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U.S. Energy Security, Not Politics, Should Drive Keystone XL Debate

February 06, 2012

Recent Iranian saber rattling about closing the Strait of Hormuz is yet another reason for the U.S. to look north to Canada for oil imports. Military confrontation or a perceived threat of it in the strait -- the route for almost 17 million barrels of oil daily -- would wreak havoc on global oil supplies. The effects for the United States would be particularly severe: 75 percent of oil from Saudi Arabia, which at 12 percent of net U.S. imports of crude oil and petroleum products is our second-largest supplier, passes through this strategic waterway.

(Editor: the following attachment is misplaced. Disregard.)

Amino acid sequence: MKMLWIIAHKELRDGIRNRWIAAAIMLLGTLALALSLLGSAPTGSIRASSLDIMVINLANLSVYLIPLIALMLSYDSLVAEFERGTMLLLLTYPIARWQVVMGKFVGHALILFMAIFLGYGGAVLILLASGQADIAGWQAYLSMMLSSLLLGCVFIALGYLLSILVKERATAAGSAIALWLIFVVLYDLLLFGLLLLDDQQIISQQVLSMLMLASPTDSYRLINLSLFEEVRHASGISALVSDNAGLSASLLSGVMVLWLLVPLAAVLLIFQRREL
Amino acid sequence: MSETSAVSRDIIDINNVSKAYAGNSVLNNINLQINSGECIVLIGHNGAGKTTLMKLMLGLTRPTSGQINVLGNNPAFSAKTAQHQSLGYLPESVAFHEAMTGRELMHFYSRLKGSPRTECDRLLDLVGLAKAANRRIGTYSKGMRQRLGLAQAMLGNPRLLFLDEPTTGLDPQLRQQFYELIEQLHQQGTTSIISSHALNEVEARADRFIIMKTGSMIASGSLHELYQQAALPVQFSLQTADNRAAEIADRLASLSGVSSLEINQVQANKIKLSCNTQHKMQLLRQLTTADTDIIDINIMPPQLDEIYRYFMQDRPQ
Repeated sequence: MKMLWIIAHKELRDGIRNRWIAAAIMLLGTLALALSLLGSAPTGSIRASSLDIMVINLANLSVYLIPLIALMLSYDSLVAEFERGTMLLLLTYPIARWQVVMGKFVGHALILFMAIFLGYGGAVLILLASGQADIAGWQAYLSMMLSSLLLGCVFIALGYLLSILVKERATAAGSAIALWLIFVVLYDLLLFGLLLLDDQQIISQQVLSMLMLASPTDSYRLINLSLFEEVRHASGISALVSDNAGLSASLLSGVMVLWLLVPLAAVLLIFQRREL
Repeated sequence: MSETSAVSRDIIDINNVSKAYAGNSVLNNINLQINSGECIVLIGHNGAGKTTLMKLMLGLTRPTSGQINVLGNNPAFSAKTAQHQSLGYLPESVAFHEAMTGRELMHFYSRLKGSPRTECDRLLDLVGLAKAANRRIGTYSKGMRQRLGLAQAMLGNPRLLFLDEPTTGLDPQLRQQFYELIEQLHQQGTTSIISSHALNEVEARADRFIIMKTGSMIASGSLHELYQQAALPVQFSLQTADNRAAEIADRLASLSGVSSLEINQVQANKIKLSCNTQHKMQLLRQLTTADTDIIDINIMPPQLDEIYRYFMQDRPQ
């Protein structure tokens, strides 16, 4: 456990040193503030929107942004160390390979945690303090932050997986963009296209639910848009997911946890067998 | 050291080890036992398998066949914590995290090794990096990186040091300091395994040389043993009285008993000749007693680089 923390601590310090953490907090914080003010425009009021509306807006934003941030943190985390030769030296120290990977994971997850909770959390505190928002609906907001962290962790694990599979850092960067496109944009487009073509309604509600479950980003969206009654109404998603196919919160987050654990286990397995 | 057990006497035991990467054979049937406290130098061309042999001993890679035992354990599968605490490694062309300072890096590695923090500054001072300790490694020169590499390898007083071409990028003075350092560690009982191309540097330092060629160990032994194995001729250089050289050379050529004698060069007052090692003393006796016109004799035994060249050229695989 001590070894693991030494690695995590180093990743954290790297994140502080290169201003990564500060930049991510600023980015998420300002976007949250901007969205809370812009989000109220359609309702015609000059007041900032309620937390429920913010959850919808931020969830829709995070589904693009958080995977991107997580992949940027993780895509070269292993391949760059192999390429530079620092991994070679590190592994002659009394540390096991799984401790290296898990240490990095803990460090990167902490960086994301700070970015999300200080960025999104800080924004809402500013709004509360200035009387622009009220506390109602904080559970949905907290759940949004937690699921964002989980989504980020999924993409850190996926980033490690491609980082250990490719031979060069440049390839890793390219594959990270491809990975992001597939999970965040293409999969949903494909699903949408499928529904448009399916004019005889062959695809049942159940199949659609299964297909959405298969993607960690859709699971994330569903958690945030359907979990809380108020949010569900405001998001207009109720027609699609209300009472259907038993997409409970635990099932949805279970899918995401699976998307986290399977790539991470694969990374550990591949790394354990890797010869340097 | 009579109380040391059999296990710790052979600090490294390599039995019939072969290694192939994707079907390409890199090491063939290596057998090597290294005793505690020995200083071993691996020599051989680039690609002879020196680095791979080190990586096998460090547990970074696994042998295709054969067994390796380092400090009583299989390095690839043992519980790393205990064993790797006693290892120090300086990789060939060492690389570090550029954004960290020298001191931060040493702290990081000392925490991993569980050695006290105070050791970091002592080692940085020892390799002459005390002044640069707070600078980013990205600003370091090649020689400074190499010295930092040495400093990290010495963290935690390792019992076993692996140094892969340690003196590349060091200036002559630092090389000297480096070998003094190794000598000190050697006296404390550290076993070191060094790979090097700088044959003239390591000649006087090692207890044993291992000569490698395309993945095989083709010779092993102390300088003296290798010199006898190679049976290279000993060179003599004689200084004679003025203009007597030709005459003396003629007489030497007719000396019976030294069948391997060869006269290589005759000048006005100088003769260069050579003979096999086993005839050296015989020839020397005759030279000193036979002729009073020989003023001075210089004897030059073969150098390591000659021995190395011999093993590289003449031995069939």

Occasional threats to global oil supply are one reason why U.S. energy security requires “an all-out, all-of-the-above strategy,” as President Barack Obama put it in his 2012 State of the Union address. Though this strategy must include cleaner natural gas, as well as alternative energy sources, the U.S. will continue to depend on oil to satisfy its energy needs in the short-to-medium term.

Here, Canada, which at 25 percent is already the United States’ top source of net oil imports, can play an even-greater role in maintaining the stability of the U.S. energy picture. With 175 billion barrels, the province of Alberta is home to the world’s third-largest oil reserves, behind Saudi Arabia at 260 billion barrels and Venezuela at 211 billion -- and it is right in the U.S. backyard.

Canadian oil is also important for maintaining U.S. refinery jobs. Home to nearly half of U.S. refining capacity, the Gulf Coast is dependent on foreign sources for approximately 65 percent of its crude oil, so any disruption in imports could force refineries to scale back their operations. Here, a slowdown in Saudi supply is not the only concern...

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